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Preparing for first appointment with hepatologist

Dec 05, 2012 - 0 comments
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questions for hepatologist




Here is a copy of a list that Orphaned Hawk posted in her journal and a list that Hector SF posted in a thread that contain good information and some questions people may wish to ask at their first appointment with the hepatologist.  Thank you to OH and Hector SF for sharing.  I am re-posting in my journal for easy reference.
Advocate1955

Questions for the hepatologist:

1. How experienced are you in dealing with Hep C?

2. Do I need a biopsy before treatment?

3. How often will I be doing labs during treatment?

4. What is your protocol for dealing with low WBC or RBC?

5. What about other side effects?

6. How often will I be seeing you during treatment?

7. Who do I contact in an emergency?

8. Will I be able to have copies of all my labs and tests?

9. Will you be available via phone or email to answer my questions?

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Here is another list of questions that HectorSF posted in a thread:

1. Be prepared. Take the time before your appointment to write down all of your medications, any pertinent allergies, a brief medical history, and your chief health concerns. Include the names, addresses, and phone numbers of your primary care provider and any specialists that might be linked to your current medical issue.

2. Before your medical appointment, write down your questions and prioritize them.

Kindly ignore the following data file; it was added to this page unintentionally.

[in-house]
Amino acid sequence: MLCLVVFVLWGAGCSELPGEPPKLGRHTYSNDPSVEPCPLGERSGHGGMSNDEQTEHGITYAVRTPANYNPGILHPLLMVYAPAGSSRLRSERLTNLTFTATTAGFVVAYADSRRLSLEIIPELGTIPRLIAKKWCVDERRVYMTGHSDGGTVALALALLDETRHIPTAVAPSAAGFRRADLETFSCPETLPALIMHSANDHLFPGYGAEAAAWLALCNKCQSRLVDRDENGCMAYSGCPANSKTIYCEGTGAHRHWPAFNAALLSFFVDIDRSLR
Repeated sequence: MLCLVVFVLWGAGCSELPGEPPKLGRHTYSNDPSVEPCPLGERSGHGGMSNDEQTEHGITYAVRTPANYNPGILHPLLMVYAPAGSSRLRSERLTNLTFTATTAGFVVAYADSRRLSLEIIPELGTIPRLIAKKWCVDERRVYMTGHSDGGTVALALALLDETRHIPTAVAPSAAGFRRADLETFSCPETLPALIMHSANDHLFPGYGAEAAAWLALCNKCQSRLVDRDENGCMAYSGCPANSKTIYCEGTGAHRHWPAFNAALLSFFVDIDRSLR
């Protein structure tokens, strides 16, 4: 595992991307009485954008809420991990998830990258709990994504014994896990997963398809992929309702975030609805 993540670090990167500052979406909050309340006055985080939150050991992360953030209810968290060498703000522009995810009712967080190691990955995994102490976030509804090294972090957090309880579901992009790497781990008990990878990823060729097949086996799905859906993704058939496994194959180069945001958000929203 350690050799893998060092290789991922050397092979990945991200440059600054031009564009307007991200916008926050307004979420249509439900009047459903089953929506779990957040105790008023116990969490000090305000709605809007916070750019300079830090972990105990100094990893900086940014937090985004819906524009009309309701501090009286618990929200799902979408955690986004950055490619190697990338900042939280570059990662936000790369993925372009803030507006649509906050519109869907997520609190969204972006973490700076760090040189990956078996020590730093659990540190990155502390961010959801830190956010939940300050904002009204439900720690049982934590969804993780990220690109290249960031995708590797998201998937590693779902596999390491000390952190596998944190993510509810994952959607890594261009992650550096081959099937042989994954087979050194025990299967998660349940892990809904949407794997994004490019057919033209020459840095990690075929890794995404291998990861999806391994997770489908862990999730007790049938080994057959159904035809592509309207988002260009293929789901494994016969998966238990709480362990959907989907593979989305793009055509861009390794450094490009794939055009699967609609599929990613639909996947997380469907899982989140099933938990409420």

3. Maintain your own health records. It can really help expedite matters if you bring copies of your most recent pertinent medical reports.

4. Make eye contact before speaking to your medical  provider. Once you
begin speaking, your provider may take notes. This does not mean s/he is not listening.

5. Before you start with your list, ask how much time the provider has for
questions. Respect these limits and you will benefit in the long run.

6. Prioritize your health issues. Be brief but clear.  Start with the most important details and if there is time, you can add the less important information at the end. If you have any fears or feelings, discuss them. It can be reassuring to learn that your symptoms have nothing to do with some disease you have been dreading.

7. When describing your symptoms, begin with the general picture and end
with the specifics. Example: My stomach hurts. I feel nauseous in the morning.

8. Ask for clarification. If your doctor uses words or explanations you do not understand, ask her to clarify or simplify her words.

9. Take notes. If the doctor makes suggestions, write them down. Ask him to spell any words you might want to refer to later, such as a diagnosis, medication or procedure. If during the appointment you don’t have time to write everything down, write your notes immediately after while sitting in the lobby or your car.

10. Take a friend, loved one or an advocate. This is especially important for appointments that may be long, complicated, or not routine. Ask your companion to take notes for you. If it’s alright with your provider, you can also audiotape the appointment.